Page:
I feel like this video and the video with Jay Smooth are great examples of this topic and really help to explain a few factors dealing with race and white privilege.

My Invisible Knapsack

January 20, 2012 § Leave a comment

One the way back to my office after class, I thought about some of the items in my invisible knapsack.

Because I have no physical disabilities, I am able to assume that I can go anywhere I want in the world with no physical obstacles or barriers. When I enter a bathroom, I can assume there will be several stalls available to me, and on occasion if there’s a line, I’ll use the stall marked for disabled people. I can also assume that people don’t look at me with pity or shame because of a visible disability.
Because I am a cis-gender woman, I never have to worry whether someone will misread my gender at work or in other public venues. (Not sure what cis-gender means? Check here.) I also never have to worry that people assume that they know my sexuality based on how I dress, wear my hair, or other outward appearances.
Because I am a light-skinned black woman, my black family and black community don’t denigrate my beauty or tell me I’m “too dark.” When I see black films or music videos, most often women portrayed as “beautiful” have a skin tone similar to mine.
Because I am an American, I can assume that many places I travel in the world, especially as a tourist, that I will be treated with more respect than the people who are from that place.
Because I am a native English speaker in the US, I can assume that my intelligence will not be questioned simply because I have an accent.
Because I am a Purdue professor, I can assume that my status will ensure better treatment and more respect at stores, restaurants, and other businesses in the area. (This class privilege often helps me deal with my experiences of oppression and discrimination because of my other identities — such as race or gender)

Prof. David

White Privilege in Reality-Reading Response 1

January 18, 2012 § 8 Comments

If you take a moment and just look around our WOST 380 class, it shows white privilege in reality. Look at it, the born opportunity, the first choice, the easier path, and the “norm” of America’s society. You might just see it as Purdue being a predominantly white institution, but I see it as an open atmosphere of white privilege, with a few speckles of color.

McIntosh states that whites aren’t taught to recognize the fact that they have white privilege. To test this theory I asked four of my fellow peers, two whites and two Blacks, if they thought Purdue was diverse. The two whites said yes they did for reasons such as “two Asians in my lab group” or “3 Blacks on my floor.” The other two girls came to reason that Purdue wasn’t diverse because it was a predominantly white institution and “a few international kids don’t make things different, everywhere you go its all white people.” The perspectives of the girls were very opposite and it seemed that the statement McIntosh said was true. The white girls were oblivious to the fact that it was a predominantly white institution, but noticed maybe one or two people that were different than them. The Black girls saw Purdue as a whole and recognized the fact that it was predominantly white and had little diversity.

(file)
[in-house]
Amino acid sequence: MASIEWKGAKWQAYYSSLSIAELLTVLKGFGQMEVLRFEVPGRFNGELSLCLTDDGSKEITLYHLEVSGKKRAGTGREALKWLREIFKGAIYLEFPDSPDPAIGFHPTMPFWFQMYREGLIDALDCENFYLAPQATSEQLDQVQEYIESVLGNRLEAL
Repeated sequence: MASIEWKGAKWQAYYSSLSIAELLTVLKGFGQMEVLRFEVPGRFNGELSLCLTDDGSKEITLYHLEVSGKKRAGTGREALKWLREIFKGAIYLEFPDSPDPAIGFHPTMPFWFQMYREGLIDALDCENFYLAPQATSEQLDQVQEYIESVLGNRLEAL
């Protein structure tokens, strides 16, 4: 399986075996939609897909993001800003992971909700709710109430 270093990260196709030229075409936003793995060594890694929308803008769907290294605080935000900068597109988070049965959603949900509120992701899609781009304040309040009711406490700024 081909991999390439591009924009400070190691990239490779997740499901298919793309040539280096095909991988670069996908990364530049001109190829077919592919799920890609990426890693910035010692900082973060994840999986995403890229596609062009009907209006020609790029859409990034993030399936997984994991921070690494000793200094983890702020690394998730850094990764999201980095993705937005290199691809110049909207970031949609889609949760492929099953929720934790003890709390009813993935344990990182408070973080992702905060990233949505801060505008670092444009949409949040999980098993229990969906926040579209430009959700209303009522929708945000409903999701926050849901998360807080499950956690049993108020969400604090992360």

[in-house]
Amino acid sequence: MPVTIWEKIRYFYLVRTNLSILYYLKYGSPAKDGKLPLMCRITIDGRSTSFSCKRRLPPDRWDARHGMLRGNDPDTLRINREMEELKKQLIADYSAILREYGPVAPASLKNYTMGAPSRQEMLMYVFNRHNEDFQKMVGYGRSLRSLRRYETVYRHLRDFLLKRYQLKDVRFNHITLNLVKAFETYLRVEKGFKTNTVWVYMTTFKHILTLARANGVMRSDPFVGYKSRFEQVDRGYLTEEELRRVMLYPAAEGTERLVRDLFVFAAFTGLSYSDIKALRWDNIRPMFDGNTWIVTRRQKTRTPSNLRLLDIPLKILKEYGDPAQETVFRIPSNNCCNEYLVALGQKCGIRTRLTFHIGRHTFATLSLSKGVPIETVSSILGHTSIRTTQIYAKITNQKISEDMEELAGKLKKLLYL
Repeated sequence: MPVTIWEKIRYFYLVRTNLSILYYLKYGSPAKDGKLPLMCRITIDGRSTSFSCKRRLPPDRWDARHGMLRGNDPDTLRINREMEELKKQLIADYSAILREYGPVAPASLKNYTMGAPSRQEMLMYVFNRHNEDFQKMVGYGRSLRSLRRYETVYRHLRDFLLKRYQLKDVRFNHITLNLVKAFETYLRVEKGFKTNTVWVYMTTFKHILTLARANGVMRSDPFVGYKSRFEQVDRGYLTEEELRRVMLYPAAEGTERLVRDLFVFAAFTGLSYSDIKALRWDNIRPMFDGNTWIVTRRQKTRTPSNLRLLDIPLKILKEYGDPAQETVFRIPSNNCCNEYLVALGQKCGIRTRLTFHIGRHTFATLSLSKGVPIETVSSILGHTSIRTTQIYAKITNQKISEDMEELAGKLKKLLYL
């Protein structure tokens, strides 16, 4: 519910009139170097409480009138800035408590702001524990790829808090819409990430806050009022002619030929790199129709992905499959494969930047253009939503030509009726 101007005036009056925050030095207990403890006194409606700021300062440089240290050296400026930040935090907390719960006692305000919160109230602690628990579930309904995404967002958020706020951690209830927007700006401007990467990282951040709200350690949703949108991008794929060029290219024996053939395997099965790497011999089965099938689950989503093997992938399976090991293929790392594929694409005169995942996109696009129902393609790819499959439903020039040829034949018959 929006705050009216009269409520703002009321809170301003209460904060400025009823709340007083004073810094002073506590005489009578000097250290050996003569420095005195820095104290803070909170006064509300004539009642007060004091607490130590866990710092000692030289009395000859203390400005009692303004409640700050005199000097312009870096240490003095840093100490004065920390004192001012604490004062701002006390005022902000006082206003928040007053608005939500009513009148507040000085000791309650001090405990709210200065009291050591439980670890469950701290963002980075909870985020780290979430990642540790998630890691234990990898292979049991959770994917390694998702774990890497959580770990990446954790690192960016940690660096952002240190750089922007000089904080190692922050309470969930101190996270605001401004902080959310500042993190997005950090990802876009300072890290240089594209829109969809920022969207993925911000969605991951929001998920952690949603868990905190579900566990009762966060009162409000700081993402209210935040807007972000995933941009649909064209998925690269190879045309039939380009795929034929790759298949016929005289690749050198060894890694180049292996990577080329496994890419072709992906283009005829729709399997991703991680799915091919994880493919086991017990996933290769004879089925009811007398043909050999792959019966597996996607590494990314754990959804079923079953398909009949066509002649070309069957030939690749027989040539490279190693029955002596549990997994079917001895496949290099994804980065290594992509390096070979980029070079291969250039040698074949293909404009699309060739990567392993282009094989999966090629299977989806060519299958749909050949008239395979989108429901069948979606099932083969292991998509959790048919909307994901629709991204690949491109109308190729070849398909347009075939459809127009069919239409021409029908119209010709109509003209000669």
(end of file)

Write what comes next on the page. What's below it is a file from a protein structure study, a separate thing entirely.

I agree that it will take a lot of efforts and realization in order to “redesign social systems and change racism.” The white privilege would have to be brought to light and other races will have to be sure to stand for equality so that justice is truly done.

-i am open to opinions an comments. no offense, non taken.

Reading Response #1

January 18, 2012 § Leave a comment

White Privilege: An Unclear System

   The subtle and overlooked system of “white privilege” is addressed within the essay, “White Privilege: Unpacking the Invisible Knapsack”. Author Peggy McIntosh introduces to the reader the notion of how “white” people may experience specific societal advantages. (The privilege itself is compared to a knapsack, a metaphor that communicates a survival resource.) Throughout her essay, she analyzes the nature of “white privilege” and integrates aspects of her own personal life.

   McIntosh parallels the existence of “white privilege” to that of patriarchy. She concludes that people who benefit from such systems are either ignorant of their existence, or defensive of their involvement. In her acknowledgement and analyses of the disparity that exists between races, Peggy creates a list of her own advantages. The list includes not having to represent white race to not constantly being associated with a lower economic status.

   I found the essay “White Privilege: Unpacking the Invisible Knapsack” to cause a surprisingly personal impact. Peggy McIntosh clearly and eloquently places the existence of “white privilege” in a way that makes its existence undeniable. Not only did the essay serve to remind me of such systems that occur realistically; it actually made me feel uncomfortable. While I agree with everything the author had to say, I couldn’t help but feel somehow put on the spot as a “white” person. It is easy to forget the existence and impact that such systems can have on a society.